Nunavut’s new commissioner

“I promise to do this task to the best of my ability”


Wearing a simple black skirt and a red tunic adorned on the right with an elaborate corsage, and on the left by her recently received Order of Canada medal, Iqaluit’s Ann Meekitjuk Hanson took her oath of office last week from Justice Beverly Browne to become Nunavut’s third commissioner.

“By taking this oath, I have promised to do a good job… I promise to do this task to the best of my ability, so I will live by my word,” Hanson said, saying she that will always try to remain humble.

Hanson is no stranger to the job. She served as Deputy Commissioner of the Northwest Territories from September, 1987 until March, 1992, the first Inuk and the first Nunavut resident to hold that position.

“The things she has done have truly prepared her to be Commissioner of Nunavut,” said Premier Paul Okalik, who gave Hanson a handshake and a warm hug after her oath.

Hanson succeeds Peter Irniq, who has held the position since 2000. Nunavut’s first commissioner was Helen Maksagak, who also served as Commissioner of the Northwest Territories from 1995 until March, 1999.

Hanson was installed April 21 at a simple ceremony in the Nunavut legislative chamber attended by her husband, Bob, numerous family members and friends, Nunavut government officials, Nunavut MP Nancy Karetak-Lindell, and Inuit leaders such as ITK president Jose Kusugak and Makivik president Pita Aatami.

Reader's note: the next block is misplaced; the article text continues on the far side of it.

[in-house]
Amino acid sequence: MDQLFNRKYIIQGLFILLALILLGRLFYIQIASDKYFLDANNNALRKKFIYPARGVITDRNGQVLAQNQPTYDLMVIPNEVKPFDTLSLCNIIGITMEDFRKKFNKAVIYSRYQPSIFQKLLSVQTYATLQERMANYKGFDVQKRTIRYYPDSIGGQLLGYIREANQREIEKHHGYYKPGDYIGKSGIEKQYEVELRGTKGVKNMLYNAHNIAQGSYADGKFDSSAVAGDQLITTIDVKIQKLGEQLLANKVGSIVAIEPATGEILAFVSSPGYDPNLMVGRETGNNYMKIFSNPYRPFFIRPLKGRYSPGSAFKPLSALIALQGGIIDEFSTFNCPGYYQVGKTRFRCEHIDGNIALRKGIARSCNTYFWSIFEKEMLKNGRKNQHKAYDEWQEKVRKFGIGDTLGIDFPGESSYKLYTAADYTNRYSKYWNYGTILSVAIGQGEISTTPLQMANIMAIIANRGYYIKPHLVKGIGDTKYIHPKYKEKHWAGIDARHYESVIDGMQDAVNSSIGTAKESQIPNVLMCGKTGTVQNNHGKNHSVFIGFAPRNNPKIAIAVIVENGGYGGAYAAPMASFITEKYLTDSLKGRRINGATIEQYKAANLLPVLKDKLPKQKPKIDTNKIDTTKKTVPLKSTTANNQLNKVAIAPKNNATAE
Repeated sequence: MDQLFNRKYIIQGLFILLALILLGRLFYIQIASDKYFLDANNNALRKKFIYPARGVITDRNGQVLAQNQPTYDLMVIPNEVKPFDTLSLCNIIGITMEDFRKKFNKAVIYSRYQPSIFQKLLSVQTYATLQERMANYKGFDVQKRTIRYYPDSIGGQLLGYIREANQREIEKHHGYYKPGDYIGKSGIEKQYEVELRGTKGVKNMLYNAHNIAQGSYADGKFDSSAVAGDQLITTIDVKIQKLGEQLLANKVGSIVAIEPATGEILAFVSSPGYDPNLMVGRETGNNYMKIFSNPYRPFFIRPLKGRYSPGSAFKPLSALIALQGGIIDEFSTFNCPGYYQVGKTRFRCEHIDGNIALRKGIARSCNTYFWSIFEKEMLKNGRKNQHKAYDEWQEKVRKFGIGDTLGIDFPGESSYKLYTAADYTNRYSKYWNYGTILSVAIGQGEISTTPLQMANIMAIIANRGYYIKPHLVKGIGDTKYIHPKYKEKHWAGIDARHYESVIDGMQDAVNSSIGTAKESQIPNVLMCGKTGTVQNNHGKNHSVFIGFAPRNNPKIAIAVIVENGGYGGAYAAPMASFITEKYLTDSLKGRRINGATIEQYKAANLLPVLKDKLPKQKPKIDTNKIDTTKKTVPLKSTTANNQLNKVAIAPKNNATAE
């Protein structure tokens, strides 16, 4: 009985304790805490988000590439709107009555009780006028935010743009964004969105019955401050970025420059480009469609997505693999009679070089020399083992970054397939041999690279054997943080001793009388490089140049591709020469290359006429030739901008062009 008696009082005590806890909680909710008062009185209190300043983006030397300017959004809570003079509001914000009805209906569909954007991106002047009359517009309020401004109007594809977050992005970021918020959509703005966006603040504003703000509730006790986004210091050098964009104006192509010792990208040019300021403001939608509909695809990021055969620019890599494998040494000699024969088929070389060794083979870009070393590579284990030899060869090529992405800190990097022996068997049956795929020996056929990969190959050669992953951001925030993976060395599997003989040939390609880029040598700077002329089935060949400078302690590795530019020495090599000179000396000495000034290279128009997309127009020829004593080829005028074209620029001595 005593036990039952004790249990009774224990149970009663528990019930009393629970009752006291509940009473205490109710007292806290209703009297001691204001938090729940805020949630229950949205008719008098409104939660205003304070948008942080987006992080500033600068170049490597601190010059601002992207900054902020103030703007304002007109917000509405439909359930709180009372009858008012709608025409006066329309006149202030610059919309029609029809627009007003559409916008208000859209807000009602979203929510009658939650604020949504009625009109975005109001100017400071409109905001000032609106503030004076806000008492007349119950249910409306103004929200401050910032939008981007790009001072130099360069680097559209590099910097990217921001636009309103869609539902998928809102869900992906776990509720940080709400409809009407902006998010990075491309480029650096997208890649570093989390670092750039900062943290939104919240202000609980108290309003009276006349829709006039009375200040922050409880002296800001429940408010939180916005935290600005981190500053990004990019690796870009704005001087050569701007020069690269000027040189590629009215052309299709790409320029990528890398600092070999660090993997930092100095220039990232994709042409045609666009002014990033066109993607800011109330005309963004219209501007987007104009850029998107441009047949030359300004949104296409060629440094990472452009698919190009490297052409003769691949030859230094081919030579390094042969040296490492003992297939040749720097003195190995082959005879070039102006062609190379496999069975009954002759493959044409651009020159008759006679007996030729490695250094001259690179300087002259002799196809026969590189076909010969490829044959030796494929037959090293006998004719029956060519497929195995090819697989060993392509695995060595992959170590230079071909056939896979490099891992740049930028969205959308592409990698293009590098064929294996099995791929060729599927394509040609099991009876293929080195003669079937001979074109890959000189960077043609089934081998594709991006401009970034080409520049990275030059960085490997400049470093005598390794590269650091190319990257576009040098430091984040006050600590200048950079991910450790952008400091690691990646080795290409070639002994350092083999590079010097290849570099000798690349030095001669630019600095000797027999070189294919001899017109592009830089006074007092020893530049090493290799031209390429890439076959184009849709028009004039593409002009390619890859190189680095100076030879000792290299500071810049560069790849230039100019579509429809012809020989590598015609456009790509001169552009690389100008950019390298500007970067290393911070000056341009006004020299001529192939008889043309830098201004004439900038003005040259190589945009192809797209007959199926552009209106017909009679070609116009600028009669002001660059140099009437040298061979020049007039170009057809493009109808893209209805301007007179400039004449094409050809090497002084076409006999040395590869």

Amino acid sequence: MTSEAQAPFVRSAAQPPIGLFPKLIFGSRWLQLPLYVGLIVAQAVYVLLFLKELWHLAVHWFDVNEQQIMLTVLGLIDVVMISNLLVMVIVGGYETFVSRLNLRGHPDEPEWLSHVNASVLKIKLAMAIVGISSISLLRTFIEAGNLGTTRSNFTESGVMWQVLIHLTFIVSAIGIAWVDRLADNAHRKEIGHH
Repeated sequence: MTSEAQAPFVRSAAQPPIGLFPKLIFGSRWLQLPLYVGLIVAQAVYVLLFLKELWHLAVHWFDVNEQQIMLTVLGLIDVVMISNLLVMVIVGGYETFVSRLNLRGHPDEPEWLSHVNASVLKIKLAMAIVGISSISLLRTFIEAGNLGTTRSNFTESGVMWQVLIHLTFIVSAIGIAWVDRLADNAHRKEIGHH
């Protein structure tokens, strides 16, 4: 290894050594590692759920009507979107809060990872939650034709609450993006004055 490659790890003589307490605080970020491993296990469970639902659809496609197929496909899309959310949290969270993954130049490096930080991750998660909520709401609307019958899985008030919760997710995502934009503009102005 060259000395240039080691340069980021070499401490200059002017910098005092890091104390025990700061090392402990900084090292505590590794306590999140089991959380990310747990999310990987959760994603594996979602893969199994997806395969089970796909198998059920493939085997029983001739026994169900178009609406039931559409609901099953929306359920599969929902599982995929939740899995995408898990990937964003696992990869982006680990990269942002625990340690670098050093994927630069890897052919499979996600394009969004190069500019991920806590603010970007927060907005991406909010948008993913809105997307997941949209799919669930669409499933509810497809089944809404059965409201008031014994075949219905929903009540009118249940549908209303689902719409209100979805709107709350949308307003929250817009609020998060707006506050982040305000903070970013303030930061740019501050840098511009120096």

In 2003, Hanson was appointed as a Member of the Order of Canada for making a “significant contribution to the social and cultural development of the North.” In 2004, she received the medal at a ceremony at Rideau Hall in Ottawa.

“She is respected for her ability to provide valuable linkages between the traditional ways of her people and contemporary society,” the Governor General’s office says.

Hanson, who has enjoyed a long career in journalism and public service, is well-known in Nunavut for her work as a CBC journalist and as a community volunteer.

In 1973, she was the first editor of Inukshuk, the community newspaper that eventually became Nunatsiaq News. At CBC radio, where she worked as an announcer and producer, Hanson recorded numerous stories, legends and songs from Inuit elders.

She was born on the island of Qakutut, near Kimmirut, in 1946, and for her first 11 years, spoke only Inuktitut.

Later, she went to school in Iqaluit, Qamanituaq (Baker Lake), and Toronto. She has also studied at the University of Windsor, St. Francis Xavier University, and Nunavut Arctic College, where she received an honours diploma in journalism.

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